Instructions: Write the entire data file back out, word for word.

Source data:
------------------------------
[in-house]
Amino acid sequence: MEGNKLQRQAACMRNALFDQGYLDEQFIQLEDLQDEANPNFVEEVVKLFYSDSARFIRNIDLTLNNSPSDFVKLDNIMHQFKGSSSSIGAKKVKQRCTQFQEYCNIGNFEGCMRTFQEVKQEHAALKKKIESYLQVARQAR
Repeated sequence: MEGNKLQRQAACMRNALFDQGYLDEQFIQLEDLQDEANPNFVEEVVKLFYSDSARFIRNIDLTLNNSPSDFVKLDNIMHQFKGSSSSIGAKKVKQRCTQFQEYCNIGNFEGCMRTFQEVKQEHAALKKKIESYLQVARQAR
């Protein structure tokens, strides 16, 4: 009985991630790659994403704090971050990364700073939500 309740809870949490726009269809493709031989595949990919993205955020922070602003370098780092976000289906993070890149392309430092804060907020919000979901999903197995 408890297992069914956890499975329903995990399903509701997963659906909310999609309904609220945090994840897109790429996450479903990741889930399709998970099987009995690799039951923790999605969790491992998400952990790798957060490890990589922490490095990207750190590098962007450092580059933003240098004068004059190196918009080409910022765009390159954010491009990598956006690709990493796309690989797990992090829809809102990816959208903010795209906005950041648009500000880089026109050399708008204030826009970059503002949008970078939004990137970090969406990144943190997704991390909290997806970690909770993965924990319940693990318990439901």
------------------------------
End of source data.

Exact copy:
[in-house]
Amino acid sequence: MEGNKLQRQAACMRNALFDQGYLDEQFIQLEDLQDEANPNFVEEVVKLFYSDSARFIRNIDLTLNNSPSDFVKLDNIMHQFKGSSSSIGAKKVKQRCTQFQEYCNIGNFEGCMRTFQEVKQEHAALKKKIESYLQVARQAR
Repeated sequence: MEGNKLQRQAACMRNALFDQGYLDEQFIQLEDLQDEANPNFVEEVVKLFYSDSARFIRNIDLTLNNSPSDFVKLDNIMHQFKGSSSSIGAKKVKQRCTQFQEYCNIGNFEGCMRTFQEVKQEHAALKKKIESYLQVARQAR
């Protein structure tokens, strides 16, 4: 009985991630790659994403704090971050990364700073939500 309740809870949490726009269809493709031989595949990919993205955020922070602003370098780092976000289906993070890149392309430092804060907020919000979901999903197995 408890297992069914956890499975329903995990399903509701997963659906909310999609309904609220945090994840897109790429996450479903990741889930399709998970099987009995690799039951923790999605969790491992998400952990790798957060490890990589922490490095990207750190590098962007450092580059933003240098004068004059190196918009080409910022765009390159954010491009990598956006690709990493796309690989797990992090829809809102990816959208903010795209906005950041648009500000880089026109050399708008204030826009970059503002949008970078939004990137970090969406990144943190997704991390909290997806970690909770993965924990319940693990318990439901």